The Chicago of "Chicago" is a hustling, bustling, building, breaking, rebuilding kind of place. The city is being built, torn down, and rebuilt as we read it. It's a crazy place of freight trains, construction workers, and all kinds of laborers. We'd go as far as to say that the poem is dominated by industrial imagery—imagery of work, toil, building, and technology. Chicago is in the middle of the expanding nation (remember, the poem was written in 1914) and Sandburg puts us right in the middle of all that hub-bub. We can almost feel the freight trains whooshing by.
Lines 1-3: The speaker describes Chicago as a manual laborer. It's a hog butcher, took maker, a stacker of wheat. It's also described as an industrial laborer—it's a "player with railroads and the nation's fright handler." It's located right in the middle of all that exciting industrial action.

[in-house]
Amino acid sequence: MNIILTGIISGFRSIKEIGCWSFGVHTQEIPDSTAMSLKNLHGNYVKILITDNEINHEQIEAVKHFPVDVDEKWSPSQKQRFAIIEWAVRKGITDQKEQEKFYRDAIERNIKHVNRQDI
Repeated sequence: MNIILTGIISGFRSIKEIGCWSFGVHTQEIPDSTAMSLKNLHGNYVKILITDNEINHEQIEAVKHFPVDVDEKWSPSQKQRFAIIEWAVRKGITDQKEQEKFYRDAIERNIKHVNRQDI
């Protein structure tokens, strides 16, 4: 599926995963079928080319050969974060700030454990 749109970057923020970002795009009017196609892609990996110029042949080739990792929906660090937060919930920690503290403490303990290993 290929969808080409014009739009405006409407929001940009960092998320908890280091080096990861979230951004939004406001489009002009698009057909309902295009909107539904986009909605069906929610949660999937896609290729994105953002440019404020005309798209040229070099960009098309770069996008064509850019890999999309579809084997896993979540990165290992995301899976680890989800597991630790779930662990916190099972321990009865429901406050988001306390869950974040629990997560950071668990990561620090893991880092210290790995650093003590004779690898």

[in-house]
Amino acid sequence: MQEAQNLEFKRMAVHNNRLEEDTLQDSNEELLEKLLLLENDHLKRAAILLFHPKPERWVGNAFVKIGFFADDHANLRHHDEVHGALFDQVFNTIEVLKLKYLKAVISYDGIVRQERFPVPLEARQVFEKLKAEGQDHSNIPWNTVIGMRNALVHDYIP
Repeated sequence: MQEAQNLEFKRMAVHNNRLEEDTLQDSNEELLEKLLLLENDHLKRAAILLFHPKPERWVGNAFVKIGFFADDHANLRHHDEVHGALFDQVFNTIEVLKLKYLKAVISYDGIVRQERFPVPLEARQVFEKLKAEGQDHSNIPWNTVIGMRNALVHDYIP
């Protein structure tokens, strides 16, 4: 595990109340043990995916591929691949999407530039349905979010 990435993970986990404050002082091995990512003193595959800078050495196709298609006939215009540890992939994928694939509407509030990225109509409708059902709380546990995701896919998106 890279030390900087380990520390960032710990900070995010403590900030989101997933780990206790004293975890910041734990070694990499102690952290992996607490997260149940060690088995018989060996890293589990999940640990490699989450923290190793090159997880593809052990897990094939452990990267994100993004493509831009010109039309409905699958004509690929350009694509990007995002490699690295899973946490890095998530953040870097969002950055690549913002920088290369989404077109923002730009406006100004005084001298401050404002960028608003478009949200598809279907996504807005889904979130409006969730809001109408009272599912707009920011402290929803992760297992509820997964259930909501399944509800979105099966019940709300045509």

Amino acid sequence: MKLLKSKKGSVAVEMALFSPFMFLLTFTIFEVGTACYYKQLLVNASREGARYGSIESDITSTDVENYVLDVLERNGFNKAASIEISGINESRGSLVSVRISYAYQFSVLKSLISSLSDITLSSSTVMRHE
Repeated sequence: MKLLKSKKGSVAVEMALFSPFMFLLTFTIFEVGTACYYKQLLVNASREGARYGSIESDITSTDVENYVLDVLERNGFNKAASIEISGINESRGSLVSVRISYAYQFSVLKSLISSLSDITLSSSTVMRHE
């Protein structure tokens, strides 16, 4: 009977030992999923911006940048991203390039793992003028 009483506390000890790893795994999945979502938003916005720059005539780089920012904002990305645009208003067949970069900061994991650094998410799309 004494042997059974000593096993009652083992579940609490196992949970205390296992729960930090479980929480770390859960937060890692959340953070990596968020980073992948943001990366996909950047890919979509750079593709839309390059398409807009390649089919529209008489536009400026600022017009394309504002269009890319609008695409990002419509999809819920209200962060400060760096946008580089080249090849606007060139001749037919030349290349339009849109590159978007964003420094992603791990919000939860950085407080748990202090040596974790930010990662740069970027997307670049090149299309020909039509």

Lines 10-11: Chicago is portrayed as proud of all its strength and cunning. We feel the "toil" in these lines, and we also find out that not every city is like Chicago. Out city is a particularly tough and industrializing place.
Lines 13-17: Here we have a long list of adjectives describing the action of the city. It's being built and rebuilt. We feel like we're in the middle of a construction site in these lines, as buildings reach towards the sky all around us.